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The Principles of Conveyor Belt Washing

Belt-washing systems function on largely the same principles as traditional belt-cleaning systems, with the crucial introduction of water into the equation. Nevertheless, they are more technically sophisticated and far more effective than traditional mechanical methods of belt cleaning alone. The addition of water to the process has three major effects on conveyor belt cleaning:


  1. Water can help to “soften” and loosen material, making it easier to remove by use of a scraper.
  2. Water prevents material from building up on the belt-cleaning blade, improving cleaning efficiency.
  3. Water reduces friction between the belt and cleaning blades, decreasing the forces that generate blade and belt wear. This helps to extend the life of both the blade and the belt, while increasing the intervals between maintenance.
The Principles of Belt Washing
The typical belt washing system contains water-spray bars or nozzles, belt cleaning devices, and possibly a belt-drying system. It also includes arrangements for handling discharge of the effluent and for seperation, recycling, and/or disposal of the water and removed material, along with and enclosure, sealing components, controls, and access.

Methods for Washing the Belt

Conveyor belts can be washed effectively in several different ways. The three accepted practices that have emerged were described in the 1987 paper by Dick Stahura entitled “Conveyor Belt Washing: Is this the Ultimate Solution?” Stahura refers to these methods as flood, bath and wash box.

  1. Flood Method

    The flood method takes a brute force approach by using high-pressure jets of water to essentially take the role of the traditional belt scraper. Carryback is blasted off the conveyor belt using only the water and a following squeegee-type blade is used solely for scraping off remaining water.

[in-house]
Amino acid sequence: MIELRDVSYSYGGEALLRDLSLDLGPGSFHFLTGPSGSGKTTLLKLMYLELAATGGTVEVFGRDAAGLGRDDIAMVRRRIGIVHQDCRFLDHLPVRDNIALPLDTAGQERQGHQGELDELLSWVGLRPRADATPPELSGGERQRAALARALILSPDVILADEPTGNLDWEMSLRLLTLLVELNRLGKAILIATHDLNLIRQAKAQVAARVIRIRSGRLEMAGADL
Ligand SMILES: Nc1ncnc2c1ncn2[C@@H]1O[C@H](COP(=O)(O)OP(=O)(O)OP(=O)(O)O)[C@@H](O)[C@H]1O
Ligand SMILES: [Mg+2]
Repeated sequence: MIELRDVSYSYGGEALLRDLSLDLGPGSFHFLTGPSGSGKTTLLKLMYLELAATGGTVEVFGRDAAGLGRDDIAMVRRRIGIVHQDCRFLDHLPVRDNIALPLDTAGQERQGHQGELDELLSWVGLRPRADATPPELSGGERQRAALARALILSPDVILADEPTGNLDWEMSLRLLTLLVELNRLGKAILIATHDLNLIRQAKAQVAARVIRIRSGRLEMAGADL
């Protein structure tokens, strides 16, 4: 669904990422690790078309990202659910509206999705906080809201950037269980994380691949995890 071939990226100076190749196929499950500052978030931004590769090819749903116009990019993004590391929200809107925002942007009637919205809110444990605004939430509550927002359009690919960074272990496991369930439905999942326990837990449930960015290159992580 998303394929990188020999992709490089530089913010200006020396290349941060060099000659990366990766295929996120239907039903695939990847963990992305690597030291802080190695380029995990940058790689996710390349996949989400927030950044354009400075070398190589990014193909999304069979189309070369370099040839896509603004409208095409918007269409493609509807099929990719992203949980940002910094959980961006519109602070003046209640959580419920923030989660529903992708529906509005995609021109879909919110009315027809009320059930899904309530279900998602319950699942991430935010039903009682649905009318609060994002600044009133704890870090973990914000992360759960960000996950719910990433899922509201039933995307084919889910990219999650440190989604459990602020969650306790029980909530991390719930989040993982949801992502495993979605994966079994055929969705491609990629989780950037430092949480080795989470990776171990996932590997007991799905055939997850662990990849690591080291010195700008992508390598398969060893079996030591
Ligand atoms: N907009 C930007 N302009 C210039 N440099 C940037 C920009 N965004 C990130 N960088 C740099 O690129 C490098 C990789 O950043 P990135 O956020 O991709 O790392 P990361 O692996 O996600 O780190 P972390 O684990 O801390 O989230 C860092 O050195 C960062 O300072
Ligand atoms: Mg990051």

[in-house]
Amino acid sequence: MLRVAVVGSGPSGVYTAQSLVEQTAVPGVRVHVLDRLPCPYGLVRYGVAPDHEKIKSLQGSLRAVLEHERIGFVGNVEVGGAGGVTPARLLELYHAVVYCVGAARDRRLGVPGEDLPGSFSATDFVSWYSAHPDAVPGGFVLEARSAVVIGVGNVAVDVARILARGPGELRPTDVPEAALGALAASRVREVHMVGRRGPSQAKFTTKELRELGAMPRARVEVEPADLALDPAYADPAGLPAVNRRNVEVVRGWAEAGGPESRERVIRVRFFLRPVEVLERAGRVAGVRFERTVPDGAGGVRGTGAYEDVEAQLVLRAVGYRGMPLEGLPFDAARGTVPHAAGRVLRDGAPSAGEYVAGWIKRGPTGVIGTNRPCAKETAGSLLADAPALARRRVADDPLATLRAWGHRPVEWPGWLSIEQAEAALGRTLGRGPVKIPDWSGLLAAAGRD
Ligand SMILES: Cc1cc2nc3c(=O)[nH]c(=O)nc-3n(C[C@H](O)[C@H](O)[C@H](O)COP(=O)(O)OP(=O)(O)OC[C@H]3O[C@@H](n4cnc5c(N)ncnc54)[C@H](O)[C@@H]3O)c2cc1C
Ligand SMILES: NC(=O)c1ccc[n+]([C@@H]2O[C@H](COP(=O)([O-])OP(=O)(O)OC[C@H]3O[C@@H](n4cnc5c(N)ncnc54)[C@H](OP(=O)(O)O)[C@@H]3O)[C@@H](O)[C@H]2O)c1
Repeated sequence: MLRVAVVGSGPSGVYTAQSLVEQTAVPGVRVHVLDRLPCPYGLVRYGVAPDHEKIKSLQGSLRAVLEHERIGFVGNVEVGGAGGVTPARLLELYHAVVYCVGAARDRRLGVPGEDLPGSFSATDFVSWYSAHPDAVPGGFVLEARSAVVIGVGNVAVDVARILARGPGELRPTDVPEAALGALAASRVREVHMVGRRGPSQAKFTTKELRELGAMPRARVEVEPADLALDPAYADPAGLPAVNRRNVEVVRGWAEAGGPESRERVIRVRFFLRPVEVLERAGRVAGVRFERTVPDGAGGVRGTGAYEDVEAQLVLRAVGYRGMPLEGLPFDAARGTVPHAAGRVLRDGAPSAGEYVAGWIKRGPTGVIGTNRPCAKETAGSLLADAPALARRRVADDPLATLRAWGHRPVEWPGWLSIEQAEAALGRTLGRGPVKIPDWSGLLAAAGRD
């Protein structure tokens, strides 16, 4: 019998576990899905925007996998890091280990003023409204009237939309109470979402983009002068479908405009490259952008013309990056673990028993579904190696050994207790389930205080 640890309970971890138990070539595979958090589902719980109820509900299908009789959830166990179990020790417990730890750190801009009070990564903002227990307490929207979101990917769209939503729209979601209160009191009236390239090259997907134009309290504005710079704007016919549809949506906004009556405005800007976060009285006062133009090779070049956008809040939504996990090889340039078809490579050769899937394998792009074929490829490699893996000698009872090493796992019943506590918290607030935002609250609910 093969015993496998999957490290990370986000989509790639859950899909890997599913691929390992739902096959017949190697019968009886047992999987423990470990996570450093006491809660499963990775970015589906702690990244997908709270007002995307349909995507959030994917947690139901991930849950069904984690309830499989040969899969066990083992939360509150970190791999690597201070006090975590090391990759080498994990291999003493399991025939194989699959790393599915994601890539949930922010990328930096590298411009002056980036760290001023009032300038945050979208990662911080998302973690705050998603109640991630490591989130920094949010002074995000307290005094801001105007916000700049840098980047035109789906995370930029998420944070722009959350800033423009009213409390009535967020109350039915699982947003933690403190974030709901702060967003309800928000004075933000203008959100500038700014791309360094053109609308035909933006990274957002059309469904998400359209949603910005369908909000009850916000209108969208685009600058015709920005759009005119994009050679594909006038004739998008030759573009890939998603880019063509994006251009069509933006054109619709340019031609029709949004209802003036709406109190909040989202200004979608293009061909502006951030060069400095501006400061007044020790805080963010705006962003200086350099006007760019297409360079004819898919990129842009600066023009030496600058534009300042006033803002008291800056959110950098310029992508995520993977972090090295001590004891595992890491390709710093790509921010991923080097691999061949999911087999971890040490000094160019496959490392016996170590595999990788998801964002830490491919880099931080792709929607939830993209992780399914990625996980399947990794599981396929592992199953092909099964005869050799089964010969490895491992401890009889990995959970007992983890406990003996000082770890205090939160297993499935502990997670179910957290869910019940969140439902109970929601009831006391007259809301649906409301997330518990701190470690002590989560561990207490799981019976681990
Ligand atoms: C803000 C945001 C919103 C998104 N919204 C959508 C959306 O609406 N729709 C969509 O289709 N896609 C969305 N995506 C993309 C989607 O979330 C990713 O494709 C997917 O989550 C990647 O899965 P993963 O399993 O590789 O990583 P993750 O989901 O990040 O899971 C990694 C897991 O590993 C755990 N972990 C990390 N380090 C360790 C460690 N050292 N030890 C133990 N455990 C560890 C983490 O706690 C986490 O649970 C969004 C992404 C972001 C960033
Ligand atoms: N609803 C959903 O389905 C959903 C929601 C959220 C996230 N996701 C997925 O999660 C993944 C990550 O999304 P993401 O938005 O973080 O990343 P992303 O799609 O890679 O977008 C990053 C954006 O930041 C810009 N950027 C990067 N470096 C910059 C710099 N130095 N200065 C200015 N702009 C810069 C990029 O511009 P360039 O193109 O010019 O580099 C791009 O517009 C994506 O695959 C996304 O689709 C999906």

These jets are generally sprayed at 400 to 700 kilopascals, or 60 to 100 pounds per square inch, though they can also be supplemented with the use of compressed air.

    These systems are limited somewhat by their specific requirements, calling for specialized nozzles and clean water to work effectively, they also require a larger amount of water than other types of washing systems.

    The adhesiveness of the conveyed materials can also pose some limitations, as can the belt speed. In order to ensure that the belt is exposed to the steam long enough to be thoroughly cleaned, belts must generally move no faster than 5 meters per second, or 1000 feet per minute.
  2. Bath Method

    The bath method consists of pulling the belt through an enclosure filled with water. It includes no spray jets, nozzles or any active parts, but rather requires only a system to maintain water level and to exchange water as necessary to prevent sediment build-up.

    This enclosure could be located along the belt return or even at the gravity take-up, where the weight of the “bath tub” of water can become part of the conveyor’s counterweight tensioning system. The key consideration is more about the length of the bath, as the belt must remain under the water sufficiently long to loosen any carryback.
  3. Wash-Box Method

    The wash-box method represents the current best practice in belt-washing. These systems combine the water-spray from the flood method with a traditional belt cleaner in an enclosed box. The specifications of the wash-box can depend on the belt speed, materials conveyed, belt width and belt composition as well as the required level of cleaning and drying. Some conveyor belts might also have certain site constraints, such as water usage restrictions or environmental compliance standards.

Topics: Material Carryback & Belt Cleaning

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